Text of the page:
Recently I've found two of my closely held liberal values at odds. As a writer, I choose to explore this conundrum here in this blog. More and more, I'm my love of writing is connecting with my passion for social justice.
On New Year's Eve in Colgone, thirty-one men, eighteen of them asylum-seekers, attacked, robbed and assaulted women. The mob refused police orders to disperse, in some instances fighting back.
There is some thought that differing social and cultural mores and traditions about women's behavior and dress in public is one possible reason for the assaults.
As a liberal, I have believed in the rights of asylum-seekers. I have decried calls for walls at our borders and bans on Muslim applications for immigration. I've been heart-sick watching news videos of steams of people crossing seas in flimsy rubber boats then walking across whole countries.
But as a woman and a feminist, I admit to thinking that those men, the ones who attacked and robbed and -- in at least three instances -- sexually assaulted women out to celebrate the new year, should be kicked out of Europe. I admit to formulating in my mind a policy that allows women and children to immigrate, but no men. Before I realized what I was thinking and feeling, I sounded like a conservative radio host.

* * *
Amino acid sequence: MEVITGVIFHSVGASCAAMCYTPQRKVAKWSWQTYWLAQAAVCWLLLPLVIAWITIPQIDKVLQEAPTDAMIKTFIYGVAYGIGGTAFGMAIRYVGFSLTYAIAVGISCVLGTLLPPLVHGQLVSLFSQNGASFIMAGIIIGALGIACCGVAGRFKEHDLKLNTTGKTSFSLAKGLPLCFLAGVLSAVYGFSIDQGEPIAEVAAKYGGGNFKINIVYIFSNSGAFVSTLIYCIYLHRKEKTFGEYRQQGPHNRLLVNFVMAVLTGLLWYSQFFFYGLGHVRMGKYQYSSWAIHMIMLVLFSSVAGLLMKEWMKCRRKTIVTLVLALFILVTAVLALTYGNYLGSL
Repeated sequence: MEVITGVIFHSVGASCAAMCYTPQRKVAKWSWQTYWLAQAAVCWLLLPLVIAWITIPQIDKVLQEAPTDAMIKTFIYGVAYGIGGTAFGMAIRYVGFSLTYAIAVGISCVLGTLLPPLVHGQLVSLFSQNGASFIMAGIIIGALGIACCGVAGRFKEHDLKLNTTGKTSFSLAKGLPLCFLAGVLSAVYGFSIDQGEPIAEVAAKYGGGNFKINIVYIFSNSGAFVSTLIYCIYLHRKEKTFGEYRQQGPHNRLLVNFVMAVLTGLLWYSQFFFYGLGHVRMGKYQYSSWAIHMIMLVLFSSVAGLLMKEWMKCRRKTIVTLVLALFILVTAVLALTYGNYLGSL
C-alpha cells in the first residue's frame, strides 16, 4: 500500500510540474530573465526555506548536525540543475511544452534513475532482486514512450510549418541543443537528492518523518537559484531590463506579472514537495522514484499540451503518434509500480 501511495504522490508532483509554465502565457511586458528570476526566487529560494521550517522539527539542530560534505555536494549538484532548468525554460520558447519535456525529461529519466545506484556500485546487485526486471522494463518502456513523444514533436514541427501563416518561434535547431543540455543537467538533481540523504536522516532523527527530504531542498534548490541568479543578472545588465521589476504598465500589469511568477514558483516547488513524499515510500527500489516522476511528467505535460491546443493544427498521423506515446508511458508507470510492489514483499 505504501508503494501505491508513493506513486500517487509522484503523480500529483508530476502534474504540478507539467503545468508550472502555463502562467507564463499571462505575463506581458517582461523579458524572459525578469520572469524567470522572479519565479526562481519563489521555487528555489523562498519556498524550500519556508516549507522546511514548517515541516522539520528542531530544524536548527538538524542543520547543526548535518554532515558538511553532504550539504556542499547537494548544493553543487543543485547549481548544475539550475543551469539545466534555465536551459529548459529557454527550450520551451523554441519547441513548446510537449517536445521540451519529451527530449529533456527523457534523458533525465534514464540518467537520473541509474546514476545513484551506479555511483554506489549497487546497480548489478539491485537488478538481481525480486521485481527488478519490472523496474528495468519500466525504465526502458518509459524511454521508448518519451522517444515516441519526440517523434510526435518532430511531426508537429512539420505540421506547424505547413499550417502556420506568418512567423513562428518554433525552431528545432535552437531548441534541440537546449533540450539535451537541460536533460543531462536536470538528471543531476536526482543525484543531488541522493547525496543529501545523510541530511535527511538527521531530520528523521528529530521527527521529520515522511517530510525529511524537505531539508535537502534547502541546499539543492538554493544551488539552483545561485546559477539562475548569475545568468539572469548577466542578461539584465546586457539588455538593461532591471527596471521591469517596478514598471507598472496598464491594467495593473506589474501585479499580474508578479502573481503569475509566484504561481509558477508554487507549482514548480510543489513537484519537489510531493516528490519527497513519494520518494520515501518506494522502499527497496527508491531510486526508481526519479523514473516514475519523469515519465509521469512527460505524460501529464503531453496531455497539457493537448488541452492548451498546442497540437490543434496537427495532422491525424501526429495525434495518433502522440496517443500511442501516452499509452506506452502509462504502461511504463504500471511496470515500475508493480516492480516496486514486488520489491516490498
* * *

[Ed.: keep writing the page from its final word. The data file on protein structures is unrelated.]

I was shocked at myself. I don't condone my reflexive reaction against the men involved, and how quickly my anger morphed into a wider condemnation of all immigrant men and whether they should be allowed any rights. It's a natural reaction, I think, but is nonconstructive. It denies the nuance inherent in the problem and pretends to present a quick and easy solution to very complicated matters.
Yet when it comes to choosing between my passion for women's rights and women's safety and autonomy, immigrant advocacy clearly takes a back seat. I'm having trouble even allowing it a seat at all, I'm that angry.
Women's safety and rights must be of paramount importance in this world. For the simple humanity and compassion of it, men's violence toward and contempt of females must be considered the social justice issue of our time. At the very least because the actions of these eighteen men, aside from the inexcusable violence they perpetrated on women in Cologne, have jeopardized the lives and safety of their mothers and sisters and children who are desperately searching for a home.
We live in a world in which Isil, Bokol Haram, and mobs of Indian men kidnap and kill and rape and torture women and girls with impunity. Because at some basic level or in their very religion, they believe it their right as males.
Women's issues are human issues, are children's issues. Are economic issues. Are basic rights issues. Women's issues include and embrace the rights of minorities and all oppressed peoples. Feminism in the United States began as a middle-class female movement, but must continue to expand, responding just as passionately to all inequalities in this country.
Women's rights, safety and autonomy can serve as a foundation to focus and bring to intelligent debate and reform the needs of humans everywhere.
I don't know what to think about how the violence of a few should impact the policies of nations. I'm still too angry and upset to think about it rationally. But even as I seek to balance my anger with compassionate understanding of the wider difficulties of asylum seekers and the countries to which they flee, I believe we will continue to flounder unless we anchor our discussion in what will make this world safe for women.